The CNRS archives are full of thousands of images testifying to decades of research and inventions. This heritage, produced between 1915 and 1938, is currently the subject of a major exhibition as part of the international photography festival in Arles.
These unrecognized images are the visual witnesses of twenty years of research and inventions initially related to war and national defense, then oriented to civil and domestic life. They sketch a history of innovation, crossed by design, at the crossroads of science, technology and industry. These photographs also tell the beginnings of the institutionalization of the research, since the creation, in 1915, of a Department of inventions concerning the national defense by the minister and mathematician Paul Painlevé, until the creation of the CNRS in 1939 by Jean Perrin. In these documents, the future Nobel Prize in physics is himself inventor: mobilized as an engineer during the First World War, he develops a bugle increasing the range of the sound, or a giant stethoscope to detect underground sounds .
Everything begins in the heart of the first world conflict, at the end of 1916, when the Republican Jules-Louis Breton was appointed head of the under-secretary of state for inventions concerning national defense. Breton, who hates the bureaucracy and its slowness, systematises the use of photography precisely to accelerate processes and transform an idea, from whichever comes, into a defensive, offensive or domestic object that can be used as quickly as possible.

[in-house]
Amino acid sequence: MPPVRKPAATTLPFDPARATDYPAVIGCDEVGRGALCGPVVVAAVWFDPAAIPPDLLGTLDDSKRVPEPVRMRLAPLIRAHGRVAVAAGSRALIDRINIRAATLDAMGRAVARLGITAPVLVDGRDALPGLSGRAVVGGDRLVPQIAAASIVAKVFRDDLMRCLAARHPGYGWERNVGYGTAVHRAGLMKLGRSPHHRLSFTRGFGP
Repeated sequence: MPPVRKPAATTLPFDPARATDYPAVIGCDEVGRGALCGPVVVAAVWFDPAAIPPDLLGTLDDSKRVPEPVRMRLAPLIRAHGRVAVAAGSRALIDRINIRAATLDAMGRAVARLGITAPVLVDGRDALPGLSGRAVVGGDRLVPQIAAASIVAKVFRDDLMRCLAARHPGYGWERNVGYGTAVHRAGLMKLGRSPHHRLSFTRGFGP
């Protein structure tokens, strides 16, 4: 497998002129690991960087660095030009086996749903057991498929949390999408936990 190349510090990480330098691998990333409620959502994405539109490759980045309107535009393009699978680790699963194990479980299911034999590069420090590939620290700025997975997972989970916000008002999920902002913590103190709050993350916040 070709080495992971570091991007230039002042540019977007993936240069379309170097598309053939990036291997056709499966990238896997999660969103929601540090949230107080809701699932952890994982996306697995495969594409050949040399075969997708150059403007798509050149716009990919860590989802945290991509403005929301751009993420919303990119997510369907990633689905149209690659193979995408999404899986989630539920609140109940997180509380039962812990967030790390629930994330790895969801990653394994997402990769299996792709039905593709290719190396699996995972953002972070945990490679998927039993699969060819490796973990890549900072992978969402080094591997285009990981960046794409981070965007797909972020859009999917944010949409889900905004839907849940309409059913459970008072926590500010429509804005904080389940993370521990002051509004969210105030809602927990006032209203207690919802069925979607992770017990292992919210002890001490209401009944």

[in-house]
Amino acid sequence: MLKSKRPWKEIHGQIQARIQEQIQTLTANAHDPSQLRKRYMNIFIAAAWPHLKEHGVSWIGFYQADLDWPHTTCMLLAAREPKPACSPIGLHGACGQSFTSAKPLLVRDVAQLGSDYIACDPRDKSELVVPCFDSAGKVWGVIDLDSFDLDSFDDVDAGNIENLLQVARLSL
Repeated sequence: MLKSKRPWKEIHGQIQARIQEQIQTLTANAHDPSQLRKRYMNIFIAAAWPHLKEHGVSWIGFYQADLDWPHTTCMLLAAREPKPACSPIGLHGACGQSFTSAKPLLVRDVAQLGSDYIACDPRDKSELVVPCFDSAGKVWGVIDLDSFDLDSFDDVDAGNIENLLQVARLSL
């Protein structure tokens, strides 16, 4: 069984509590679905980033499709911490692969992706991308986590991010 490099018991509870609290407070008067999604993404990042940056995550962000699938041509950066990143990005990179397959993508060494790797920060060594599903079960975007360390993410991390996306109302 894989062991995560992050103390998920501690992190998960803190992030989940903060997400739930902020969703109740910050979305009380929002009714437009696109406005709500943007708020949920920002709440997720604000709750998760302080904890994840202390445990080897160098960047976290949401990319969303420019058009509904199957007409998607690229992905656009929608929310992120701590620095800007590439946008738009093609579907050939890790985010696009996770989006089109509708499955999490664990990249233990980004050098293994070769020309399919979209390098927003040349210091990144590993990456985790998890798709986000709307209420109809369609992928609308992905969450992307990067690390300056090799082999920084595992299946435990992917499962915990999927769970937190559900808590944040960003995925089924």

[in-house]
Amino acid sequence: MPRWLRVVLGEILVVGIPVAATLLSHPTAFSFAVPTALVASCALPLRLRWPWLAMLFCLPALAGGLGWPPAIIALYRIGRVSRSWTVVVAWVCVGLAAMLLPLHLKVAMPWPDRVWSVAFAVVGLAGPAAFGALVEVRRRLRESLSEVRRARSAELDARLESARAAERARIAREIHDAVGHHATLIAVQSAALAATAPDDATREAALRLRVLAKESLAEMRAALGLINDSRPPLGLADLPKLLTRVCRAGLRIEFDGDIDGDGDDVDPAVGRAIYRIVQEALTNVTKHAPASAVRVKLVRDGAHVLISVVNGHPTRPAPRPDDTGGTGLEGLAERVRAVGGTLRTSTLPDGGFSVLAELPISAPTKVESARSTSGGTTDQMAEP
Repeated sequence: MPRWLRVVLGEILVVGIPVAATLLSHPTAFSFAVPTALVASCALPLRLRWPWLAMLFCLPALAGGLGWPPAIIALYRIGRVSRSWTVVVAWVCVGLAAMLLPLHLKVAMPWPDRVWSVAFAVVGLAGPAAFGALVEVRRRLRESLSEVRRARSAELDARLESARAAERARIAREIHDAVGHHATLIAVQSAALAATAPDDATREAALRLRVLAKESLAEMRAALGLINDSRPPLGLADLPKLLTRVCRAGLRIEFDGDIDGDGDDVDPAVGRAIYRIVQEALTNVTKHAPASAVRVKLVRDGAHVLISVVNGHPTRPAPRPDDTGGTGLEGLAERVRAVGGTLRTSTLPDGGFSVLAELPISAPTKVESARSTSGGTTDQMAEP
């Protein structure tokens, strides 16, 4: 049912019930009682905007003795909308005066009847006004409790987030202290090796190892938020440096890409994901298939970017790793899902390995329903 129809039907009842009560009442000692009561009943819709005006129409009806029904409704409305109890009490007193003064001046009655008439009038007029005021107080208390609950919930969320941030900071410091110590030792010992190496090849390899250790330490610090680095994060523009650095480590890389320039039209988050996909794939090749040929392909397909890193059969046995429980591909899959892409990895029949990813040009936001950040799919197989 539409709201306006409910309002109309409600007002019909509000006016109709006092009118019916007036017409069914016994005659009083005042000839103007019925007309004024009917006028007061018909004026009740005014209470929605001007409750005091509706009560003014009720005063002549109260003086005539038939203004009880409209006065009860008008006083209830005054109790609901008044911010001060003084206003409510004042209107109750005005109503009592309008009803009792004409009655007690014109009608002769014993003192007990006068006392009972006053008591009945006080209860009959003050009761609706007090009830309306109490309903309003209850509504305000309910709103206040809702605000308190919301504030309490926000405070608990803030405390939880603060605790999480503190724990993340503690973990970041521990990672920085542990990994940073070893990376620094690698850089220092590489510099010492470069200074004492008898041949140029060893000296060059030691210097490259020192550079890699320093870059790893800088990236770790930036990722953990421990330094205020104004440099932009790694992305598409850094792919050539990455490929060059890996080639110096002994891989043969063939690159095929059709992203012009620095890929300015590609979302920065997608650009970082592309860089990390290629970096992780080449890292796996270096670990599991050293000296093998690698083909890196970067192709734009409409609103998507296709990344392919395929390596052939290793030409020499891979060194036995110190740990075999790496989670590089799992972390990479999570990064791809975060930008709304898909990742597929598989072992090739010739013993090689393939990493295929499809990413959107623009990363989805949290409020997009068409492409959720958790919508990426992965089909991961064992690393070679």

In this republic of inventions, nothing is hierarchical, like the vision of a Breton, attentive to large and small projects and supporting with the same ardor research in pure science and applied science. No distinction appears in the way of taking photos: the principle of shooting remains the same for more than thirty years. In still lifes and staged with extras, there are sequences and time series. It is finally a kind of photographic watch of the inventions that Breton’s service produces.
Over the course of days and experiences, clichés accumulate like so many observations populating a large virtual laboratory notebook. These thousands of images confront us with the meanders of technical progress, the sometimes touching vacillations of the very process of creation. With behind this process, ruthless stimuli: the war (survive), then the more moderate incentives of economic growth (better living).
Of the hundreds of inventions systematically photographed from 1917, few have really resulted in a mass-produced object or contributed to a major scientific discovery. Many files were closed without further action, the Inventions Department being a laboratory. It brings together people from different backgrounds who try, test … and that does not matter if it does not work, we will miss the next time, according to the expression of Samuel Beckett.
To see until September 22, 2019.
The exhibition The saga of inventions. From the gas mask to the washing machine, the CNRS archives, co-produced by the Rencontres d’Arles and the CNRS, in partnership with the National Archives, Luce Lebart police station, is to be seen in Arles at Espace Cruise:
July 1 – September 22. 10H00 – 19H30